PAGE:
18 Nov 2013 11:10am
WINDHOEK, 18 NOV (NAMPA) - The year 2013 is among the top-ten warmest years since modern recordings began in 1850, the World Meteorological Organization (WMO) says.
Temperatures so far this year are about the same as the average during 2001-2010, which was the warmest decade on record. All of the warmest years have been since 1998, and this year once again continues the underlying, long-term trend.
The coldest years now are warmer than the hottest years before 1998. Atmospheric concentrations of carbon dioxide and other Greenhouse gases reached new highs in 2012, and we expect them to reach unprecedented levels yet again in 2013. This means that we are committed to a warmer future, said WMO Secretary-General Michel Jarraud in a media statement published on the WMO website last Wednesday.
The southern African countries of Angola and Namibia were gripped by one of the worst droughts in the past 30 years.
Jarraud said surface temperatures are only part of the wider picture of changing climate.
He furthermore warned that the impact on the water cycle is already becoming apparent as manifested by droughts, floods and extreme precipitation.
Although the relationship between climate change and the frequency of tropical cyclones is a matter of much research, it is expected that their impact will be more intense.
The WMOs provisional annual statement on the Status of the Global Climate 2013 provided a snapshot of regional and national temperatures, and was released to negotiators attending the United Nations climate change conference in Warsaw, Poland.
The event commenced on 11 November, and ends on 22 November.
The first nine months of January to September tied with 2003 as the seventh- warmest such period on record, with a global land and ocean surface temperature of about 0.48 degrees Celsius (0.86 F) above the 1961/1990 average.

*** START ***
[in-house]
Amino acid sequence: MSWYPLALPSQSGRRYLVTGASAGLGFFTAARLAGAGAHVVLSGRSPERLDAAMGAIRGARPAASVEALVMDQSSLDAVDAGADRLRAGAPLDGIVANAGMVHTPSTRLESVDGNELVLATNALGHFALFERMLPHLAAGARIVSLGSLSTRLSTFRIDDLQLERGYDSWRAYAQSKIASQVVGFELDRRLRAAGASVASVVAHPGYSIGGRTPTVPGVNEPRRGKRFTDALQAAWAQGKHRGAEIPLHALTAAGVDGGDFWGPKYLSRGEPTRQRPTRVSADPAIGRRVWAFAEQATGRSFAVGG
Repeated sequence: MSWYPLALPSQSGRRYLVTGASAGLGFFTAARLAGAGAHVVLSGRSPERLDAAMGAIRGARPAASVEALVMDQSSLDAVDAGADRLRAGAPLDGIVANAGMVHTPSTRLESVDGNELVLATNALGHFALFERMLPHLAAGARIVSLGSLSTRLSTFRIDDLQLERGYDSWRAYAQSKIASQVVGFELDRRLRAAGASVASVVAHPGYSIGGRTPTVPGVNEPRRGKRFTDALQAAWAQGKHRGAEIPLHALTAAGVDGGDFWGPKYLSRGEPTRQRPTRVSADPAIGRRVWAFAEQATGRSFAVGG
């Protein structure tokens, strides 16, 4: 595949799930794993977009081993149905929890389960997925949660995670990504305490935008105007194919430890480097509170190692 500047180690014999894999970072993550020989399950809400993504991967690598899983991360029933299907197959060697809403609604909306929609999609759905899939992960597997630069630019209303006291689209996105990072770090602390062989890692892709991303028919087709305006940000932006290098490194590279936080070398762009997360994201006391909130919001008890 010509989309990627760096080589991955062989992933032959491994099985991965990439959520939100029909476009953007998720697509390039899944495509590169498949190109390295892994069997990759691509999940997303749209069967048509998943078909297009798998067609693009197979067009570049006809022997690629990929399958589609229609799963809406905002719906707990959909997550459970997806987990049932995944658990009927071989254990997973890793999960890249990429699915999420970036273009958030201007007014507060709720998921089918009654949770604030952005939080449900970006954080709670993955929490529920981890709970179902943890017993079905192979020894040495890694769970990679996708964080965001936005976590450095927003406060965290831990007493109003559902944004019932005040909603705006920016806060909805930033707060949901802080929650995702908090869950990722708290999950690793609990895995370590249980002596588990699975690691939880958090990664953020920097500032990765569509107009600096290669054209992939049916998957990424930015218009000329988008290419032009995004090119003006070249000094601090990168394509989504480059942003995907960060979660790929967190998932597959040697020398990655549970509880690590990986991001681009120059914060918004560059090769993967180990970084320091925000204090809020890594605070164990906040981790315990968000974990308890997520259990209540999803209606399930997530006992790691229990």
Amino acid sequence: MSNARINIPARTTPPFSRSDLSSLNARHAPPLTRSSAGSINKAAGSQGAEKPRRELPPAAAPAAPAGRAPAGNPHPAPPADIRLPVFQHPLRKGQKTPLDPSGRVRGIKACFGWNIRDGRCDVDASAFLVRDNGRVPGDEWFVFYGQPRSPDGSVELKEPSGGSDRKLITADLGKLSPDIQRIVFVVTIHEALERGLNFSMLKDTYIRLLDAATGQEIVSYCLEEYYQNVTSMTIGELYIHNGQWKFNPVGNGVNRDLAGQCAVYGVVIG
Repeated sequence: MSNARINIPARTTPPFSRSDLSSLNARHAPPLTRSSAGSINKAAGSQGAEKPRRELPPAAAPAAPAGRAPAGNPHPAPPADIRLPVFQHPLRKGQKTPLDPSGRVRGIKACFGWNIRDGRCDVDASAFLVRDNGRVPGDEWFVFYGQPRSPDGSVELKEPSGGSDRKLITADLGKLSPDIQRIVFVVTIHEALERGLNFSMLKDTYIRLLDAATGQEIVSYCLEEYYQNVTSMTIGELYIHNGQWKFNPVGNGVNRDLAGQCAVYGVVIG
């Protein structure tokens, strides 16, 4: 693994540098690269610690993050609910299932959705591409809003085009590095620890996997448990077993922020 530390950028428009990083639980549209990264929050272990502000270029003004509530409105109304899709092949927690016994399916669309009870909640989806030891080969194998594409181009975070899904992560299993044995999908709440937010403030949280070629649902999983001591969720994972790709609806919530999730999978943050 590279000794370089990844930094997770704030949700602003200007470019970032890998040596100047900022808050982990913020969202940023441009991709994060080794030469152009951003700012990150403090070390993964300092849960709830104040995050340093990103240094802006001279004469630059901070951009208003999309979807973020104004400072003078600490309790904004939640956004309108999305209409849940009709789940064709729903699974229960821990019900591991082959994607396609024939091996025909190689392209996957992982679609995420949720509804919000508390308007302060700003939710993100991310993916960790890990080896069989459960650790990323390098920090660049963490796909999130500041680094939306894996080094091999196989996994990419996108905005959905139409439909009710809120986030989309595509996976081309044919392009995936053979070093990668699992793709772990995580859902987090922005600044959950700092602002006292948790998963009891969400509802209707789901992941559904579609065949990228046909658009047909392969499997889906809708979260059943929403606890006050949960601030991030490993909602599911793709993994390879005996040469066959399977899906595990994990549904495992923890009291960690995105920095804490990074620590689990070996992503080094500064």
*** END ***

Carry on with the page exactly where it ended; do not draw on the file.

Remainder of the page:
It noted that January to September 2013 was warmer than the same period in both 2011 and 2012, when La Niña had a cooling influence.
Neither La Niña nor El Niño conditions were present during the first nine months of 2013, and are not expected to emerge by the end of the year.
El Niño/La Niña is a major driver of the climate, and the hottest years on record - 1998 and 2010 - both had El Niño events.
During the first nine months of 2013, most of the worlds land areas had above-average temperatures, most notably in Australia, northern North America, north-eastern South America, northern Africa and much of Eurasia. Cooler-than-average temperatures were observed across a concentrated region of North America, central South America and the eastern Pacific Ocean waters off the coast of Ecuador; a small region of northern Russia; and parts of north-eastern Asia.
In Asia, Japan had its hottest summer on record. China recorded its warmest August on record (tied with 2006).
The Republic of Korea observed its fourth-warmest July and warmest August, contributing to a record-high summer temperature.